In theory, we can establish a baseline for processes that use anonymous pipes. It is worth noting that local Windows processes usually do not use anonymous pipes. Therefore, we can look for the Windows process connected to the anonymous pipe and start investigating from there.

The reason why the Windows process is mentioned here is because often use the local Windows binary file as the Sacrificial Process in the Malleable configuration file. We can find some already listed binaries from the C2Concealer repository, which is a project for creating random Malleable configuration files. From the following default configuration of C2Concealer, we can find executable files:

''

##############################################

Data set containing post_ex block data, including

spawn-to processes.

##############################################

'''
#CUSTOMIZE THIS LIST#

spawn_processes = ['runonce.exe','svchost.exe','regsvr32.exe','WUAUCLT.exe']

It can be seen that the above process is used for post-vulnerability exploitation operations. They usually do not use anonymous pipes to communicate with different processes. Therefore, you can use this to search, and finally establish a detection rule.

During the experiment, it was found that the following Windows binary files use anonymous pipes for inter-process communication:

· wsmprovhost.exe

· Ngen.exe

· splunk.exe

· splunkd.exe

· firefox.exe

The above method is also applicable to the custom reflective DLL executed through CobaltStrike’s dllspawn API, because the basic communication mechanism is the same. A corresponding example is Outflank’s Ps-Tools repository. Ps-Tools is a collection of rDLLs fully compatible with CobaltStrike, allowing to monitor activities. We try to execute the “psw” module, which is used to enumerate active Windows as follows:

beacon command

After executing this module, we can recognize the same anonymous pipeline behavior we saw before:

powershell event log

0x04 detection rules

There are many ways to detect abnormal named pipes. As a proof of concept, we developed Yara signatures that can be used to scan process memory and find active instances, and Splunk search that can be combined with Sysmon.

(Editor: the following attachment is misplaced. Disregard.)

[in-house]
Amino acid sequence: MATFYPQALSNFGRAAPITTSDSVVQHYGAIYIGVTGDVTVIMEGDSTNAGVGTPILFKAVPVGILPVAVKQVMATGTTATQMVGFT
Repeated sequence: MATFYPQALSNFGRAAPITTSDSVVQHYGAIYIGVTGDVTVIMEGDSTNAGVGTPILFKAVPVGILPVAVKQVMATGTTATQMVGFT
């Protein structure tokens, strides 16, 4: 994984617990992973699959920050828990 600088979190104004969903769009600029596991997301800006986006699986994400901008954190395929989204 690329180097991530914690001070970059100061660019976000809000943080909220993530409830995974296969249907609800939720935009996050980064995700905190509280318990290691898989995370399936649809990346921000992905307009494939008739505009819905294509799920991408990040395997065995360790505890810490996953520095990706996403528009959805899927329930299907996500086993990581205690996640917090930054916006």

The Yara rules are as follows:

rule cs_job_pipe
{

meta:
description = "Detects CobaltStrike Post Exploitation Named Pipes"
author = "Riccardo Ancarani & Jon Cave"
date = "2020-10-04"

strings:
$pipe = /\\\\\.\\pipe\\[0-9a-f]{7,10}/ ascii wide fullword
$guidPipe = /\\\\\.\\pipe\\[0-9a-f]{8}\-/ ascii wide

condition:
$pipe and not ($guidPipe)

}

Example executed for Sacrificial Process:

. \ yara64.exe. \ cs-job-pipe.yar -s 9908

cs_job_pipe 9908

0x13372b7b698:$pipe: \\.\pipe\928316d80

0x13372bf3940:$pipe: \\x00\\x00.\x00\\x00p\x00i\x00p\x00e\x00\\x009\x002\x008\x003\x001\x006\x00d\x008\x000\x00

The following Splunk search can be used to remind the creation of named pipes that match the above pattern:

index="YOUR_INDEX" source="XmlWinEventLog:Microsoft-Windows-Sysmon/Operational" EventCode=17 PipeName!=""   | regex PipeName="^\\\\[a-f0-9]{7,10}$"

In the process of automated detection of named pipes, this method may be more prone to false positives. However, it can be used in conjunction with other threat indicators to obtain more accurate results.

The example of Splunk search can be used to obtain the process of creating an anonymous pipe, which will be sorted from low to high frequency:

index=”YOUR_INDEX” source=”XmlWinEventLog:Microsoft-Windows-Sysmon/Operational” EventCode=17 PipeName=””| rare limit=20 Image

0x05 Precautions for evading detection

From the perspective of the red team, CobaltStrike 4.2 can modify the rules of the above named pipes. In fact, the “pipename” parameter can be configured in the “post-ex” block, and the name should preferably be similar to the pipe used in the environment.

An example of a “post-ex” block is shown below:

post-ex {
set spawnto_x86 "%windir%\\syswow64\\dllhost.exe";
set spawnto_x64 "%windir%\\sysnative\\dllhost.exe";
set obfuscate "true";
set smartinject "true";
set amsi_disable "true";
set pipename "pipe\\CtxSharefilepipe###,";
}

In addition, in the “spawnto_x86” and “spawnto_x64” parameters, you can select a binary file that legally uses an anonymous pipe to reduce the probability of detection.

You can refer to the official Malleable command description and ThreatExpress’s jQuery sample configuration file to learn more about CobaltStrike’s Malleable configuration file options.

0x06 summary

This article shows two different strategies for identifying the use of CobaltStrike on the terminal. First, we analyze the abnormal named pipes associated with the default module, and then shift the focus to statistical methods to identify more complex attacks.

For the red team members, not to use the default settings and default modules becomes even more critical. For blue team defenders, we hope to provide some practical suggestions on how to discover this tool, so that everyone can use Sysmon and other tools to monitor pipeline abnormalities more widely.